Awareness Creates Inclusivity Through Architectural Design
Architecture and the design of buildings have the potential to create or break down interactions between able-bodied people and those with disabilities. As a student of architecture, the topic of accessibility is frequently discussed separately in terms of the population being served, usually focusing on either the able-bodied population or those with disabilities, each requiring separate accommodations. Due to the generally theoretical nature of the education, it is not uncommon for codes and conditions that make a building a better and safer place for people with disabilities to be skimmed over or even overlooked. Because these important aspects take a "back seat" to the conceptual focus of the design, the concept as intended is often only able to be fully experienced by able-bodied people.
While this educational practice of disregarding codes and laws is not acceptable in the professional world, I believe it leads to the creation of architects who do not understand exactly how essential the role a building has in the ability to create barriers for people with disabilities, forcing them to take elevators or being confined to separate pathways with ramps, taking separate routes than those more physically able. Fortunately, architects also have the ability to create buildings that are inclusive to both user groups as a way to bring them together and create a community rather than clusters of people cohabitating.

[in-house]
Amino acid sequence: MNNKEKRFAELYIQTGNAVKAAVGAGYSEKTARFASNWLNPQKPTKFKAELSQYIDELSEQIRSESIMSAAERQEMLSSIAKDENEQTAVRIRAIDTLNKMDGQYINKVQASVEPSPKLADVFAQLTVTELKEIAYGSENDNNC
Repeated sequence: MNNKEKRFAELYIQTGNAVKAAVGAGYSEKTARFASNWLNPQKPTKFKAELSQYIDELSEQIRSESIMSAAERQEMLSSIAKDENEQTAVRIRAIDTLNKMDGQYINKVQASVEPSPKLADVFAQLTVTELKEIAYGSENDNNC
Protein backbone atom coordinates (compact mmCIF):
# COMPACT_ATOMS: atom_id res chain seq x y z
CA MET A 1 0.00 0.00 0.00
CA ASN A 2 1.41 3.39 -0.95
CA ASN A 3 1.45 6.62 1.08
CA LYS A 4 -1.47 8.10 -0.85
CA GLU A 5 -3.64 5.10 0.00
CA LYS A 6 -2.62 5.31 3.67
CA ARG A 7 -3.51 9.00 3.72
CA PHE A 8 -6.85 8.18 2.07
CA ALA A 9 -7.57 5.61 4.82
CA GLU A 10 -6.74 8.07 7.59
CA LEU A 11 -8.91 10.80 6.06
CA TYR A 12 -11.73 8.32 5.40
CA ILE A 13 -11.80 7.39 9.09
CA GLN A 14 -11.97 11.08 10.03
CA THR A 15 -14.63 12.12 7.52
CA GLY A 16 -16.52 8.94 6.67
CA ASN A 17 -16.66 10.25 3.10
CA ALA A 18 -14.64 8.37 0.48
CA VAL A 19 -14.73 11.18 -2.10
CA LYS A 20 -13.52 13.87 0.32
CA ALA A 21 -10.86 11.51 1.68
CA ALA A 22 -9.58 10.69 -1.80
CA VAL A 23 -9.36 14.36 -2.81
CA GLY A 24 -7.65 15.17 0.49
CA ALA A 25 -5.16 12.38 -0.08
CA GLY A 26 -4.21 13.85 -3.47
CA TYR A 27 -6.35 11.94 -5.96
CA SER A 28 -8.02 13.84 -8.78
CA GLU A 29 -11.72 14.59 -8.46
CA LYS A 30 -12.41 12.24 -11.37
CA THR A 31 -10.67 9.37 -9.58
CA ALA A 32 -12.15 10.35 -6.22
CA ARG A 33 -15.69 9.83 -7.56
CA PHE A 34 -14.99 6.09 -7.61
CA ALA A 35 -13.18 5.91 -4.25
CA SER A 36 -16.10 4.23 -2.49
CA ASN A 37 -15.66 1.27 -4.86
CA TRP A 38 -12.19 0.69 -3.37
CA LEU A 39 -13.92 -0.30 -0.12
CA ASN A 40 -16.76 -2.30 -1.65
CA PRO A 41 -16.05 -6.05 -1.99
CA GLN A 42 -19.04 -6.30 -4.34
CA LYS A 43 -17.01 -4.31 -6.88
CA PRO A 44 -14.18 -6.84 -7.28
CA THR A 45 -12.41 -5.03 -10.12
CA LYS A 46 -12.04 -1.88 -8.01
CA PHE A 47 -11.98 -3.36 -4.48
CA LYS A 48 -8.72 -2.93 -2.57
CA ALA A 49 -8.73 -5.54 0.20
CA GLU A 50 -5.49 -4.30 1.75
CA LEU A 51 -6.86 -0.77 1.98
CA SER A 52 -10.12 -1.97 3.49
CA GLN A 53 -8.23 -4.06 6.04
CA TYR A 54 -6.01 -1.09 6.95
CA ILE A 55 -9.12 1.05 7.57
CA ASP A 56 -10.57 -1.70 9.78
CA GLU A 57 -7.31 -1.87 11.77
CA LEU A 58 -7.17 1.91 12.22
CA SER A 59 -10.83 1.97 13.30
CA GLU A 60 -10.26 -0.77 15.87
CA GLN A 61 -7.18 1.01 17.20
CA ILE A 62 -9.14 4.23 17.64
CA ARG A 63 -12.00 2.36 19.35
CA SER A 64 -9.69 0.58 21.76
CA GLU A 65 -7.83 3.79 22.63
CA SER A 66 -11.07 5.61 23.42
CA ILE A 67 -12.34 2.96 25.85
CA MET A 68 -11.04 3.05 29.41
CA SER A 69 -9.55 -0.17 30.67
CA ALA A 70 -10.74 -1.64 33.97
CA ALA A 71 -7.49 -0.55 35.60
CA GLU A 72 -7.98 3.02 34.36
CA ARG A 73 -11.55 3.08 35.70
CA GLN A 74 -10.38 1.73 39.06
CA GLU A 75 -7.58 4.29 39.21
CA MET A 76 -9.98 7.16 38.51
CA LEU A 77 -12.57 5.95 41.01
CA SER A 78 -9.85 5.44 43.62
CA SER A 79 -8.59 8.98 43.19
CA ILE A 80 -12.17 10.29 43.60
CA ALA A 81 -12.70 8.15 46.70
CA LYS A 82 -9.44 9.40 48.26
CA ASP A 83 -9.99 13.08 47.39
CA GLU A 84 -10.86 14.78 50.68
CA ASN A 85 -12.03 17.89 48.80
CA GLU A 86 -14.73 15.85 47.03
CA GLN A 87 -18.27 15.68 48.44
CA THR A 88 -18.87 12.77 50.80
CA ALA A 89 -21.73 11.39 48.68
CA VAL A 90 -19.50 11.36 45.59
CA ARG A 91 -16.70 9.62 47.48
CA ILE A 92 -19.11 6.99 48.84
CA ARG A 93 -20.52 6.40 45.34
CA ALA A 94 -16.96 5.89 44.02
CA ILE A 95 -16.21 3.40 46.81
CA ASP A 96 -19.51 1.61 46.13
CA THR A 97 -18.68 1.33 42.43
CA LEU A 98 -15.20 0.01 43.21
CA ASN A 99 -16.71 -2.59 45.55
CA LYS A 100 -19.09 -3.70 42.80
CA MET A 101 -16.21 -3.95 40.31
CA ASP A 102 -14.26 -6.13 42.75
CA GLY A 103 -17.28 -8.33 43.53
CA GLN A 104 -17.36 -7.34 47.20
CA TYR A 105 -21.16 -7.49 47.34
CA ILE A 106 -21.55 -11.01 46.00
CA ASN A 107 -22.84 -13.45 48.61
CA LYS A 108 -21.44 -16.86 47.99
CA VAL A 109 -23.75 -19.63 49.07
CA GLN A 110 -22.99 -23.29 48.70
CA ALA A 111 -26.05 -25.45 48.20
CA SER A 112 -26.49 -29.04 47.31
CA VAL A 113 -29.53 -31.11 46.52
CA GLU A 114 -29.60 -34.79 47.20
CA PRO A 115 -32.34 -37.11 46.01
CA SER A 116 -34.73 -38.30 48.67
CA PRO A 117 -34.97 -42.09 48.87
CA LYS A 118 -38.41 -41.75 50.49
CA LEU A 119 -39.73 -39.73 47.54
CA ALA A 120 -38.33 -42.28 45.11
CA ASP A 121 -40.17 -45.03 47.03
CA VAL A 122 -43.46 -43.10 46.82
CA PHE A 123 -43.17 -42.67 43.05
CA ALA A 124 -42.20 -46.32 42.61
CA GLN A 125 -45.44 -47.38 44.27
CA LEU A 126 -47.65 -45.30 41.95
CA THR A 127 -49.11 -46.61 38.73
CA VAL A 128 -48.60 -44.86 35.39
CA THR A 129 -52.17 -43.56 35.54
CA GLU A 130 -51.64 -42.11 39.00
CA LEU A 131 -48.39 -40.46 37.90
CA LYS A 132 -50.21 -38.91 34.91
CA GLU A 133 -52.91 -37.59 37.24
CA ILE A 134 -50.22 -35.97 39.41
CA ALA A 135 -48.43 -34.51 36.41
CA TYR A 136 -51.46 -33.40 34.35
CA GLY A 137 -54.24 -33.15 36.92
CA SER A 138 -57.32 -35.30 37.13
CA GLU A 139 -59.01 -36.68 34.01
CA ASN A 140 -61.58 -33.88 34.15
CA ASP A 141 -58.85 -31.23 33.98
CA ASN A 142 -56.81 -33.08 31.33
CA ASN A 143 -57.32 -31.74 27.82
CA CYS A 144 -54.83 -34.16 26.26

In my education and my involvement with a non-profit organization called Freedom by Design, I was exposed to not only the barriers that building design can create but I was also able to experience inclusive buildings. One of the defining experiences was touring Washington D.C. as well as the University of Arizona campus and its nearby surroundings in a wheelchair. The difficulty of that endeavor, realizing that it is the everyday circumstance in the lives of people who deserve to experience life in the same way as any other individual, created an awareness that was able to be applied to consequent designs.
I believe in order to make my campus and campuses across the world more inclusive, it is a crucial step to educate young architects in the area of universal design. While the University of Arizona has made great strides to provide accessibility to all, there is a level beyond the basic minimum requirements that architecture can and should address which includes fostering relationships between users and creating inclusiveness. Additionally, it is essential to stress the importance of the experience for every individual, using these codes and laws usually seen as restrictions as a means for furthering the creativity of the building and its design as a means to create a comprehensive building for all those who use it.
In a time where energy efficiency and conceptual development are stressed as defining factors of what makes any one piece of architecture great, it is just as important to include the designs ability to stimulate positive relationships among all user groups, including the interaction between able-bodied and disabled people whether it be a social gathering or passing in the halls on campus.